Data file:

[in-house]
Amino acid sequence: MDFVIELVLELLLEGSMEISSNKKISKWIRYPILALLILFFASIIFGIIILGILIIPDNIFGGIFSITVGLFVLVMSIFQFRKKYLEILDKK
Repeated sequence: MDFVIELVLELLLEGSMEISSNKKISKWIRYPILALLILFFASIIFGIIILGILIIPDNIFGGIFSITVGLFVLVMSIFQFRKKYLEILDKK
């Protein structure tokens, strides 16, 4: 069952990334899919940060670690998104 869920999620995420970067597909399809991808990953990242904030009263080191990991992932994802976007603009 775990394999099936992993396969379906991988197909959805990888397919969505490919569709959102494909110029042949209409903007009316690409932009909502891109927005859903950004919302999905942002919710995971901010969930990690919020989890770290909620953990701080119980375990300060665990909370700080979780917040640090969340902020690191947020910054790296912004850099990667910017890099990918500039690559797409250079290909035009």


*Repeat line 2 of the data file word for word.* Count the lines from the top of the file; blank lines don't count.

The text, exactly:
Amino acid sequence: MDFVIELVLELLLEGSMEISSNKKISKWIRYPILALLILFFASIIFGIIILGILIIPDNIFGGIFSITVGLFVLVMSIFQFRKKYLEILDKK